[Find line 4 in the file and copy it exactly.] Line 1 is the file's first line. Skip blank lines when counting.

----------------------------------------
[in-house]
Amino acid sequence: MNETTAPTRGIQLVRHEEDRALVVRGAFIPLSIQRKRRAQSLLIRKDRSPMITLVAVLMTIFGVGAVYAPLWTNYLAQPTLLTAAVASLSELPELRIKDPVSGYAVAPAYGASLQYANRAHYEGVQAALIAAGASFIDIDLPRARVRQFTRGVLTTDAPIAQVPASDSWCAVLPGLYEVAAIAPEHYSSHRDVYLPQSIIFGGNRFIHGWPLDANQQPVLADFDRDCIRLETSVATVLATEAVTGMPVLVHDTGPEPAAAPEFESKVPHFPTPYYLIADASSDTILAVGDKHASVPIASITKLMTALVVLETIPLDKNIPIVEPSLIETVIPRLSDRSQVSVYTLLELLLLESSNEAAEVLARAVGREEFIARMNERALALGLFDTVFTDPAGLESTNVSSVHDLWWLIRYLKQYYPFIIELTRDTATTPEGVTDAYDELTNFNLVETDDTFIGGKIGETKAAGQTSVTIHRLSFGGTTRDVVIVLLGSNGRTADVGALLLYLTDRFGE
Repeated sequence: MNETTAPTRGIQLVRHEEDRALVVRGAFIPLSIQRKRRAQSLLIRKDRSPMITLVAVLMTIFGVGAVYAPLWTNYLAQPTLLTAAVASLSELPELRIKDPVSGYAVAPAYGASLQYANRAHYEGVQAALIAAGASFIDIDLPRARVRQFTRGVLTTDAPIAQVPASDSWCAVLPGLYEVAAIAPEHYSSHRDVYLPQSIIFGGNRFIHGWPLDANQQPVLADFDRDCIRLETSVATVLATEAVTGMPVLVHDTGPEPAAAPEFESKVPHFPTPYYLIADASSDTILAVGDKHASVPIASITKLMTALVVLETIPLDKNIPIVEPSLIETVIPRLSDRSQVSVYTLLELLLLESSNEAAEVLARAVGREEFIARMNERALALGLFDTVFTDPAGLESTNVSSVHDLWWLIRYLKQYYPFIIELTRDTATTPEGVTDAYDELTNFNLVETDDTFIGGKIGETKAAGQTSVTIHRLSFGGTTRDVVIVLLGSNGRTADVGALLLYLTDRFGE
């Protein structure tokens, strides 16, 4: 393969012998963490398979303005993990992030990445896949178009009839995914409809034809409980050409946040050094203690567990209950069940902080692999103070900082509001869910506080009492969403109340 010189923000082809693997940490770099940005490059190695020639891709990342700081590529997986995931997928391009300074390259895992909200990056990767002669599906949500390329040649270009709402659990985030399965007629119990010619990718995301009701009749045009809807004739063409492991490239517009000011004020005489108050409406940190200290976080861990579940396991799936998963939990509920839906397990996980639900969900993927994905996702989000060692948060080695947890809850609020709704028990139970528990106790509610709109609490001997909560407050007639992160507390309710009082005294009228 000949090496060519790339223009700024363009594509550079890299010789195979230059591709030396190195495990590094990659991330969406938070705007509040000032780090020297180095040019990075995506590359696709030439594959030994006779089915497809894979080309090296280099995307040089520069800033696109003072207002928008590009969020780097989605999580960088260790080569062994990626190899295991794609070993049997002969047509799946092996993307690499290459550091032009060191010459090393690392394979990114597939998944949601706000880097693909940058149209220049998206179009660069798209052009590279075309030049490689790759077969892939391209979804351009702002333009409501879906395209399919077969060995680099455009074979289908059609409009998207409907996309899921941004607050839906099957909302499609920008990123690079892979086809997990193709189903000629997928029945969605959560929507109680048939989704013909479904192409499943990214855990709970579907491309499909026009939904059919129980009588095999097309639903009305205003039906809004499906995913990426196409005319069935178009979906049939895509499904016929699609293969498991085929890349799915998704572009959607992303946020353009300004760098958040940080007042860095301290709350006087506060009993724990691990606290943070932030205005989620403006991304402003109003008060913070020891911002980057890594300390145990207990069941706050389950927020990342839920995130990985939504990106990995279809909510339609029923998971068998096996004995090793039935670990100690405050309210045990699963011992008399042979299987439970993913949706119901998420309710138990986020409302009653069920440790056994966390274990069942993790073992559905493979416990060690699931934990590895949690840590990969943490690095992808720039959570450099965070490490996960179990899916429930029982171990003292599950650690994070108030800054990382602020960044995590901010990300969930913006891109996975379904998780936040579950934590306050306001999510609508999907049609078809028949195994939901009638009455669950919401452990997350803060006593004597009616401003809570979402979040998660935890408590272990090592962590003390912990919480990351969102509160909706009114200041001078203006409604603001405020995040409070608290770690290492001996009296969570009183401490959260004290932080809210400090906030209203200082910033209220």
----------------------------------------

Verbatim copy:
């Protein structure tokens, strides 16, 4: 393969012998963490398979303005993990992030990445896949178009009839995914409809034809409980050409946040050094203690567990209950069940902080692999103070900082509001869910506080009492969403109340 010189923000082809693997940490770099940005490059190695020639891709990342700081590529997986995931997928391009300074390259895992909200990056990767002669599906949500390329040649270009709402659990985030399965007629119990010619990718995301009701009749045009809807004739063409492991490239517009000011004020005489108050409406940190200290976080861990579940396991799936998963939990509920839906397990996980639900969900993927994905996702989000060692948060080695947890809850609020709704028990139970528990106790509610709109609490001997909560407050007639992160507390309710009082005294009228 000949090496060519790339223009700024363009594509550079890299010789195979230059591709030396190195495990590094990659991330969406938070705007509040000032780090020297180095040019990075995506590359696709030439594959030994006779089915497809894979080309090296280099995307040089520069800033696109003072207002928008590009969020780097989605999580960088260790080569062994990626190899295991794609070993049997002969047509799946092996993307690499290459550091032009060191010459090393690392394979990114597939998944949601706000880097693909940058149209220049998206179009660069798209052009590279075309030049490689790759077969892939391209979804351009702002333009409501879906395209399919077969060995680099455009074979289908059609409009998207409907996309899921941004607050839906099957909302499609920008990123690079892979086809997990193709189903000629997928029945969605959560929507109680048939989704013909479904192409499943990214855990709970579907491309499909026009939904059919129980009588095999097309639903009305205003039906809004499906995913990426196409005319069935178009979906049939895509499904016929699609293969498991085929890349799915998704572009959607992303946020353009300004760098958040940080007042860095301290709350006087506060009993724990691990606290943070932030205005989620403006991304402003109003008060913070020891911002980057890594300390145990207990069941706050389950927020990342839920995130990985939504990106990995279809909510339609029923998971068998096996004995090793039935670990100690405050309210045990699963011992008399042979299987439970993913949706119901998420309710138990986020409302009653069920440790056994966390274990069942993790073992559905493979416990060690699931934990590895949690840590990969943490690095992808720039959570450099965070490490996960179990899916429930029982171990003292599950650690994070108030800054990382602020960044995590901010990300969930913006891109996975379904998780936040579950934590306050306001999510609508999907049609078809028949195994939901009638009455669950919401452990997350803060006593004597009616401003809570979402979040998660935890408590272990090592962590003390912990919480990351969102509160909706009114200041001078203006409604603001405020995040409070608290770690290492001996009296969570009183401490959260004290932080809210400090906030209203200082910033209220």